N.J.S.A. 52:27D-307(c)(2)(f) requires COAH to adopt "criteria and guidelines" for "[m]unicipal adjustment of the present and prospective fair share . . . whenever . . . [v]acant and developable land is not available in the municipality." Pursuant to this statutory mandate, COAH has adopted comprehensive regulations describing the conditions a municipality must satisfy in order to receive an adjustment of its Mount Laurel obligation. N.J.A.C. 5:92-8.1 to 8.6. In brief, N.J.A.C. 5:92-8.2(b) provides that COAH shall determine the amount and location of vacant and developable land within a municipality, and N.J.A.C. 5:92-8.4(c) provides that COAH shall determine the municipality's ability to absorb its pre-credited need number through inclusionary developments on that vacant and developable land. If a municipality demonstrates that it does not have sufficient vacant and developable land to accommodate its full obligation as determined under COAH's methodology for calculating municipal Mount Laurel obligations, COAH may grant a downward adjustment of that obligation. N.J.A.C. 5:92-8.1.*fn1
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Pursuant to these regulations, COAH determined that there were only 94 acres of vacant and developable land in Roseland and that that land was sufficient for the construction of only 162 units of lower income housing in inclusionary developments. Accordingly, COAH granted Roseland a downward adjustment of its Mount Laurel obligation from 260 to 165 units of lower income housing (consisting of three substandard housing units within the municipality which will be rehabilitated and a regional fair share obligation of 162 units).
The Public Advocate does not dispute COAH's calculation of the amount of vacant and developable land in Roseland or the number of lower income housing units which could be constructed as part of inclusionary developments on that land. Consequently, the Public Advocate in effect concedes that the downward adjustment of Roseland's fair share would be appropriate if Roseland elected to satisfy its entire obligation through construction of Mount Laurel housing in inclusionary developments in Roseland. However, the Public Advocate argues that because Roseland elected to satisfy part of its obligation through an RCA with Newark and therefore does not have to utilize all of its vacant and developable land for Mount Laurel housing, the downward adjustment violated the Mount Laurel doctrine and the FHA.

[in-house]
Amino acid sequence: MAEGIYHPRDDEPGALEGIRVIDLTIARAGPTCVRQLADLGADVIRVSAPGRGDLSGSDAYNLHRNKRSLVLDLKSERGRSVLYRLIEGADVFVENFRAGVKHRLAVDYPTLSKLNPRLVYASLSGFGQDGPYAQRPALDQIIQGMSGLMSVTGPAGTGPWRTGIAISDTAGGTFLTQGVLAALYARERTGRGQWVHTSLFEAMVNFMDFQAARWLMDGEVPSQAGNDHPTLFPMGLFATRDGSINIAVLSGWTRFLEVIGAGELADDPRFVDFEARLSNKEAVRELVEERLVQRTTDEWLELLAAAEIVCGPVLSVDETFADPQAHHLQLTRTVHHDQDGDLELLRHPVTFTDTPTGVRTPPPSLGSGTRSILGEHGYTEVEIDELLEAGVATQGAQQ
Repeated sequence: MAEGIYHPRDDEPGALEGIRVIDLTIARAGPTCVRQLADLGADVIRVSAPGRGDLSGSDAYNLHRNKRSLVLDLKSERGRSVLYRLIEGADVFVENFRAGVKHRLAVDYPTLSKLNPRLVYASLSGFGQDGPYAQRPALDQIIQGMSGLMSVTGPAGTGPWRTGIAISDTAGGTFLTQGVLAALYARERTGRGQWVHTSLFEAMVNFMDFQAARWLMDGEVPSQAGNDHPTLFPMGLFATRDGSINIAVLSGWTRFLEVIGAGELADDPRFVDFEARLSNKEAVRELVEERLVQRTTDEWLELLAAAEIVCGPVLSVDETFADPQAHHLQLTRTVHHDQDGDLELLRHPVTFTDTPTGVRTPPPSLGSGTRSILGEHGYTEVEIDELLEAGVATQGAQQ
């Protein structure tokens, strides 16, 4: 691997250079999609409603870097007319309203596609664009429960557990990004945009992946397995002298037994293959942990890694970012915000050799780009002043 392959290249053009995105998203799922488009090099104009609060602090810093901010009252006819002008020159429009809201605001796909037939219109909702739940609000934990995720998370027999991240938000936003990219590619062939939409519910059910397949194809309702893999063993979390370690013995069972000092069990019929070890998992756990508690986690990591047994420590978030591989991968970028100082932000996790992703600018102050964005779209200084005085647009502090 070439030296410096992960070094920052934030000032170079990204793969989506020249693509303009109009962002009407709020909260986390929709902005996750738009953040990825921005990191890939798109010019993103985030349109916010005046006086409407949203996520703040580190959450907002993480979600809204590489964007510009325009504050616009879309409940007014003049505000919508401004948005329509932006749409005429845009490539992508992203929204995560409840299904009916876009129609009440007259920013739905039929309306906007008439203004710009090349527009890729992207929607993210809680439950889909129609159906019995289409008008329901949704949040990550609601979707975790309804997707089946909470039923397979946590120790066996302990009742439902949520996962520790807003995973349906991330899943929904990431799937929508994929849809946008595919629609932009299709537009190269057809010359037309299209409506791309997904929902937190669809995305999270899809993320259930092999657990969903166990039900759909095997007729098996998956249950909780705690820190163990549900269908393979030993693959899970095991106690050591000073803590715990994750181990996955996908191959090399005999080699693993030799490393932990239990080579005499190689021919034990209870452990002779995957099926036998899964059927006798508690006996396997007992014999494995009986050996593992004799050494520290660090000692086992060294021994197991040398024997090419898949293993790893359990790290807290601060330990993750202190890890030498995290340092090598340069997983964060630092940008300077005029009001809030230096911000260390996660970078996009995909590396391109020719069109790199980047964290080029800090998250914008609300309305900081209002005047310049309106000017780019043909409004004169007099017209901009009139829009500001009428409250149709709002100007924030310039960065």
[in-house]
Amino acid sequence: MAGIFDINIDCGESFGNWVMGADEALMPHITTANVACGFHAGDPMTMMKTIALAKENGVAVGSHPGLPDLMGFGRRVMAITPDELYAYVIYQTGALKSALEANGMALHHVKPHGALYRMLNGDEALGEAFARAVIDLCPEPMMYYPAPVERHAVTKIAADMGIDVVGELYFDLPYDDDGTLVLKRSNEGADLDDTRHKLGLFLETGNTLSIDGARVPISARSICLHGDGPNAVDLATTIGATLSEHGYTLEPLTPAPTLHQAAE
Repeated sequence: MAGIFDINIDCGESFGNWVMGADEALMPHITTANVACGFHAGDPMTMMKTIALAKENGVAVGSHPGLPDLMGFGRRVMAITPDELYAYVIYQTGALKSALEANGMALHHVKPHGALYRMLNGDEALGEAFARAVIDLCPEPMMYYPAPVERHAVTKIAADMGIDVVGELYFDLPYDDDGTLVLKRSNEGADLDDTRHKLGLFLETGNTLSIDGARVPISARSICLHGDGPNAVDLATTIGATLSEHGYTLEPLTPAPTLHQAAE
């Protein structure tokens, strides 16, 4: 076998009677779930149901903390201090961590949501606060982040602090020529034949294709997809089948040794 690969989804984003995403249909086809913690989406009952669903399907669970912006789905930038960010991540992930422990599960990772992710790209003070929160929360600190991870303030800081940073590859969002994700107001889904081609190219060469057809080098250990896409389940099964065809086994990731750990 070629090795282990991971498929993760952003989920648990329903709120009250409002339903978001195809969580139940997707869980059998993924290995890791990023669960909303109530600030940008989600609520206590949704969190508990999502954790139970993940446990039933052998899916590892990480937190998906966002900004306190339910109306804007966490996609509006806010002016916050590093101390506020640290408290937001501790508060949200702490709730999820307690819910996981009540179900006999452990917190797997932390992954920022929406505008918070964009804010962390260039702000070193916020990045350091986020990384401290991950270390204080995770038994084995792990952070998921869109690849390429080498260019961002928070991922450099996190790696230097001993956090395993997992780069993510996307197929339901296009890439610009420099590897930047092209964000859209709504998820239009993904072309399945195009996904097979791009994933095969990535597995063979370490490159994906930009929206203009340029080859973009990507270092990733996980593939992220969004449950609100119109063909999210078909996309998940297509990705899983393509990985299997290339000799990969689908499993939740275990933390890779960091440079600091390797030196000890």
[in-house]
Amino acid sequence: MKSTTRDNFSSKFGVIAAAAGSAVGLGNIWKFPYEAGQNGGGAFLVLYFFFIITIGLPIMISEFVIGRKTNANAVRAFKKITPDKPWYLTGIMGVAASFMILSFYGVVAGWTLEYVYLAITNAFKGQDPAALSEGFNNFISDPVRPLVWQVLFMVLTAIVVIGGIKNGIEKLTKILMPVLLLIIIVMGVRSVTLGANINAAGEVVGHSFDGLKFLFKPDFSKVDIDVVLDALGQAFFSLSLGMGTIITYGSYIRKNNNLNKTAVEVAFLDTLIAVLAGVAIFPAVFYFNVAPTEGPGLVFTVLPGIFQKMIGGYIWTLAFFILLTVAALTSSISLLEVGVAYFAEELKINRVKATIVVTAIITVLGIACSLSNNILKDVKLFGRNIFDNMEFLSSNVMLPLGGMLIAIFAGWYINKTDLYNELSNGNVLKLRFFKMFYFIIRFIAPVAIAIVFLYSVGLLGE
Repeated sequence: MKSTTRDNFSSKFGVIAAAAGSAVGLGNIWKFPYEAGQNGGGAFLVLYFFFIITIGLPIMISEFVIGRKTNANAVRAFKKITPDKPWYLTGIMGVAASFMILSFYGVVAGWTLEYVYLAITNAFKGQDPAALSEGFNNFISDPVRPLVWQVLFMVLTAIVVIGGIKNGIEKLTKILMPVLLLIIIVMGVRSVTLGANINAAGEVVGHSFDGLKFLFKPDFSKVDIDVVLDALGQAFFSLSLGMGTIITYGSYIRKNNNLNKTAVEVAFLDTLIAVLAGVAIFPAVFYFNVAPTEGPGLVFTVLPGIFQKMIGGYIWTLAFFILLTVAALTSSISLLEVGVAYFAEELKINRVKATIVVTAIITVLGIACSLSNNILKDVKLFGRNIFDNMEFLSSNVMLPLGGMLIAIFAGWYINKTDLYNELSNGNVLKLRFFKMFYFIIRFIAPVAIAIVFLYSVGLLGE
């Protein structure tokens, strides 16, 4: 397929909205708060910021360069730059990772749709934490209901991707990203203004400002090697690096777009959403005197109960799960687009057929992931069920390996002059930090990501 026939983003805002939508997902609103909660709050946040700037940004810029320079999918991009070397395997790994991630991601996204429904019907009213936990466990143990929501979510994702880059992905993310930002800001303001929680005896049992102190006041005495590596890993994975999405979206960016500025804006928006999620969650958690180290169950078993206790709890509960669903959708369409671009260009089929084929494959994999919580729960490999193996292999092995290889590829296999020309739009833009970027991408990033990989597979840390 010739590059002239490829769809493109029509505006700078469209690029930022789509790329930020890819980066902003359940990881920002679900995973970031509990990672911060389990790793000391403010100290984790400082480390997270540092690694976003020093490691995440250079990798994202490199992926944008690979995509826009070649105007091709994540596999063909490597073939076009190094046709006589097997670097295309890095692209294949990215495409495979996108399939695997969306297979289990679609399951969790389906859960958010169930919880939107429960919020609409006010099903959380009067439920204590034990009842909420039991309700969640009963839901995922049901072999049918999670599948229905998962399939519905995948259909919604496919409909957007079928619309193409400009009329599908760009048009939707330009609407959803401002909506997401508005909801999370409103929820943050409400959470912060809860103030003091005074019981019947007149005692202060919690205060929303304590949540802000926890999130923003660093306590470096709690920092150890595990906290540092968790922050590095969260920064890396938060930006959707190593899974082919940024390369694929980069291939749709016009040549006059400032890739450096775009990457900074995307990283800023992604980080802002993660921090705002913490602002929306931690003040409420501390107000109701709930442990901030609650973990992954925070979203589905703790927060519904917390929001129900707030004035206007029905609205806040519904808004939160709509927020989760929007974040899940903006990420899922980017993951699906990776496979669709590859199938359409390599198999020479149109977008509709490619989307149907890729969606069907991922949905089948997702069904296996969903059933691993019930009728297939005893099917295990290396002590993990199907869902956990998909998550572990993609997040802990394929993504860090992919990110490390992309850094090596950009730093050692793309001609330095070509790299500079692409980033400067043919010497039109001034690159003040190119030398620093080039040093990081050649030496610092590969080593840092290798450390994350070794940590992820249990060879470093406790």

We reject this argument and conclude that a municipality's Mount Laurel obligation, once properly calculated, is not subject to recalculation based on the manner in which the municipality chooses to satisfy the obligation. The Legislature has expressly authorized a municipality to "transfer . . . up to 50% of its fair share to another municipality within its housing region by means of [a regional contribution agreement]. . . ." N.J.S.A. 52:27D-312(a). The Legislature also has authorized a
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municipality to "provide for its fair share of low and moderate income housing by means of any technique or combination of techniques which provide a realistic opportunity for the provision of the fair share." N.J.S.A. 52:27D-311(a). We believe that these statutory provisions, which expressly allow a municipality to use an RCA to satisfy part of its Mount Laurel obligation, would be violated if a municipality which had been properly granted a downward adjustment of its Mount Laurel obligation for lack of vacant and developable land were to lose the benefit of that adjustment simply because it chose to satisfy part of its obligation through an RCA. We further note that the total Mount Laurel obligation of a municipality which has received a downward adjustment for lack of vacant and developable land remains the same, regardless of whether the municipality zones for its entire obligation to be constructed within its boundaries or enters into an RCA to fund the construction or rehabilitation of units in another municipality as part of its fair share plan.